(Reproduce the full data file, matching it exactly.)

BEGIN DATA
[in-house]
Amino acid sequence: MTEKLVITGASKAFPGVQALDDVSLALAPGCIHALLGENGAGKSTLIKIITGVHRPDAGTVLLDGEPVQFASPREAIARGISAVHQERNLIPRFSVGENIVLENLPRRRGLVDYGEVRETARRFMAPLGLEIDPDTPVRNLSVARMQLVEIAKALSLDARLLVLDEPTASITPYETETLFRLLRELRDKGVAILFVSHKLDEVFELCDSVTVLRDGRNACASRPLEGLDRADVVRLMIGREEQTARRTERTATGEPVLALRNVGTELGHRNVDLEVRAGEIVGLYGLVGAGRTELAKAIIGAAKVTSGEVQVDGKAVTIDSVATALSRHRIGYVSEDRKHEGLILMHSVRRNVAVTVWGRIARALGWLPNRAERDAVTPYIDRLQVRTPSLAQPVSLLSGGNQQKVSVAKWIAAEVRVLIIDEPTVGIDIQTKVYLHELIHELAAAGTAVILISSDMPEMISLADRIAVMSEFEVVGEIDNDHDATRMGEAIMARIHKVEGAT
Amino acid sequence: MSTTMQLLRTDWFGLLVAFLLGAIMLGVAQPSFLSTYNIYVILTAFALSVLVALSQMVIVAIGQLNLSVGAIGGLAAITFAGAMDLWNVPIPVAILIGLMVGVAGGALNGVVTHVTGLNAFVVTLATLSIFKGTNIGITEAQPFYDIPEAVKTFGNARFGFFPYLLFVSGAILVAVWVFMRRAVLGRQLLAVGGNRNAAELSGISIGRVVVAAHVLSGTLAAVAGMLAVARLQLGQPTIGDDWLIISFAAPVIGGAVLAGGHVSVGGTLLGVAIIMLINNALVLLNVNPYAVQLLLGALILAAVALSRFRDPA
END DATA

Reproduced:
[in-house]
Amino acid sequence: MTEKLVITGASKAFPGVQALDDVSLALAPGCIHALLGENGAGKSTLIKIITGVHRPDAGTVLLDGEPVQFASPREAIARGISAVHQERNLIPRFSVGENIVLENLPRRRGLVDYGEVRETARRFMAPLGLEIDPDTPVRNLSVARMQLVEIAKALSLDARLLVLDEPTASITPYETETLFRLLRELRDKGVAILFVSHKLDEVFELCDSVTVLRDGRNACASRPLEGLDRADVVRLMIGREEQTARRTERTATGEPVLALRNVGTELGHRNVDLEVRAGEIVGLYGLVGAGRTELAKAIIGAAKVTSGEVQVDGKAVTIDSVATALSRHRIGYVSEDRKHEGLILMHSVRRNVAVTVWGRIARALGWLPNRAERDAVTPYIDRLQVRTPSLAQPVSLLSGGNQQKVSVAKWIAAEVRVLIIDEPTVGIDIQTKVYLHELIHELAAAGTAVILISSDMPEMISLADRIAVMSEFEVVGEIDNDHDATRMGEAIMARIHKVEGAT
Amino acid sequence: MSTTMQLLRTDWFGLLVAFLLGAIMLGVAQPSFLSTYNIYVILTAFALSVLVALSQMVIVAIGQLNLSVGAIGGLAAITFAGAMDLWNVPIPVAILIGLMVGVAGGALNGVVTHVTGLNAFVVTLATLSIFKGTNIGITEAQPFYDIPEAVKTFGNARFGFFPYLLFVSGAILVAVWVFMRRAVLGRQLLAVGGNRNAAELSGISIGRVVVAAHVLSGTLAAVAGMLAVARLQLGQPTIGDDWLIISFAAPVIGGAVLAGGHVSVGGTLLGVAIIMLINNALVLLNVNPYAVQLLLGALILAAVALSRFRDPA